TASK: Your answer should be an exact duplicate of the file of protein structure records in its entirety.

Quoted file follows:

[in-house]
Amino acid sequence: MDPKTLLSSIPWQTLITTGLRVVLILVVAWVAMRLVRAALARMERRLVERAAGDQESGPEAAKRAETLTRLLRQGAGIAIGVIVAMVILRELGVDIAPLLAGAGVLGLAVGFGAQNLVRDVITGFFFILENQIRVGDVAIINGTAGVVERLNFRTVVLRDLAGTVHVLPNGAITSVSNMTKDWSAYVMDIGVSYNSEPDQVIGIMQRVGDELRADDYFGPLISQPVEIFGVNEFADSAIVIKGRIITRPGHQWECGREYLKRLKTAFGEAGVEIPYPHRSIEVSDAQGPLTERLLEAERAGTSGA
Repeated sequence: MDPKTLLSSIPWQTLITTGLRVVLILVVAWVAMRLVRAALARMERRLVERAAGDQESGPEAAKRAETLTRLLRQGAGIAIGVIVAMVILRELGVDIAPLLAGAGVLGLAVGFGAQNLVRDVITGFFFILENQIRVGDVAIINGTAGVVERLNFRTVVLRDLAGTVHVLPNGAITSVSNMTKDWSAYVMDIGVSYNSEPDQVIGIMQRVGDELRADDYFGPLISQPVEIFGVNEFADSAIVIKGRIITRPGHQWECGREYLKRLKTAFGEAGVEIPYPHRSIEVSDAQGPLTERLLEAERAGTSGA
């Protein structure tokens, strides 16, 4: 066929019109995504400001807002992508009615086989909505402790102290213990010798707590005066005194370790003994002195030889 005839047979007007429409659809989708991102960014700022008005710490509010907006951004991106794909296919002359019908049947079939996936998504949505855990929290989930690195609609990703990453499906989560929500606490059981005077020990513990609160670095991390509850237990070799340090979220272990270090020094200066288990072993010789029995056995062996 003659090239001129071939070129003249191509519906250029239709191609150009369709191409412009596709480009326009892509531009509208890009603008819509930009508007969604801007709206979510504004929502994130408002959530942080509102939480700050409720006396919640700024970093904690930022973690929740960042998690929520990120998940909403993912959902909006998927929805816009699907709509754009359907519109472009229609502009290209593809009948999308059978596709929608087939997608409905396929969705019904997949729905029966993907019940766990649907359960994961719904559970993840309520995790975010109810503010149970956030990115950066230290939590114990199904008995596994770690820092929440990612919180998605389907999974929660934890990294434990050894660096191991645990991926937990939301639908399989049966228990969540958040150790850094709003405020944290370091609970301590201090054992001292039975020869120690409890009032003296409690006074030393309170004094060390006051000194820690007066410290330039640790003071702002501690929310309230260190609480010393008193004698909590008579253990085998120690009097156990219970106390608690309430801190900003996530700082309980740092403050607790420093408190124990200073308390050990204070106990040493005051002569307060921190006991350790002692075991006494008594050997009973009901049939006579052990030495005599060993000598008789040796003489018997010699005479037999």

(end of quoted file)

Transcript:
[in-house]
Amino acid sequence: MDPKTLLSSIPWQTLITTGLRVVLILVVAWVAMRLVRAALARMERRLVERAAGDQESGPEAAKRAETLTRLLRQGAGIAIGVIVAMVILRELGVDIAPLLAGAGVLGLAVGFGAQNLVRDVITGFFFILENQIRVGDVAIINGTAGVVERLNFRTVVLRDLAGTVHVLPNGAITSVSNMTKDWSAYVMDIGVSYNSEPDQVIGIMQRVGDELRADDYFGPLISQPVEIFGVNEFADSAIVIKGRIITRPGHQWECGREYLKRLKTAFGEAGVEIPYPHRSIEVSDAQGPLTERLLEAERAGTSGA
Repeated sequence: MDPKTLLSSIPWQTLITTGLRVVLILVVAWVAMRLVRAALARMERRLVERAAGDQESGPEAAKRAETLTRLLRQGAGIAIGVIVAMVILRELGVDIAPLLAGAGVLGLAVGFGAQNLVRDVITGFFFILENQIRVGDVAIINGTAGVVERLNFRTVVLRDLAGTVHVLPNGAITSVSNMTKDWSAYVMDIGVSYNSEPDQVIGIMQRVGDELRADDYFGPLISQPVEIFGVNEFADSAIVIKGRIITRPGHQWECGREYLKRLKTAFGEAGVEIPYPHRSIEVSDAQGPLTERLLEAERAGTSGA
């Protein structure tokens, strides 16, 4: 066929019109995504400001807002992508009615086989909505402790102290213990010798707590005066005194370790003994002195030889 005839047979007007429409659809989708991102960014700022008005710490509010907006951004991106794909296919002359019908049947079939996936998504949505855990929290989930690195609609990703990453499906989560929500606490059981005077020990513990609160670095991390509850237990070799340090979220272990270090020094200066288990072993010789029995056995062996 003659090239001129071939070129003249191509519906250029239709191609150009369709191409412009596709480009326009892509531009509208890009603008819509930009508007969604801007709206979510504004929502994130408002959530942080509102939480700050409720006396919640700024970093904690930022973690929740960042998690929520990120998940909403993912959902909006998927929805816009699907709509754009359907519109472009229609502009290209593809009948999308059978596709929608087939997608409905396929969705019904997949729905029966993907019940766990649907359960994961719904559970993840309520995790975010109810503010149970956030990115950066230290939590114990199904008995596994770690820092929440990612919180998605389907999974929660934890990294434990050894660096191991645990991926937990939301639908399989049966228990969540958040150790850094709003405020944290370091609970301590201090054992001292039975020869120690409890009032003296409690006074030393309170004094060390006051000194820690007066410290330039640790003071702002501690929310309230260190609480010393008193004698909590008579253990085998120690009097156990219970106390608690309430801190900003996530700082309980740092403050607790420093408190124990200073308390050990204070106990040493005051002569307060921190006991350790002692075991006494008594050997009973009901049939006579052990030495005599060993000598008789040796003489018997010699005479037999």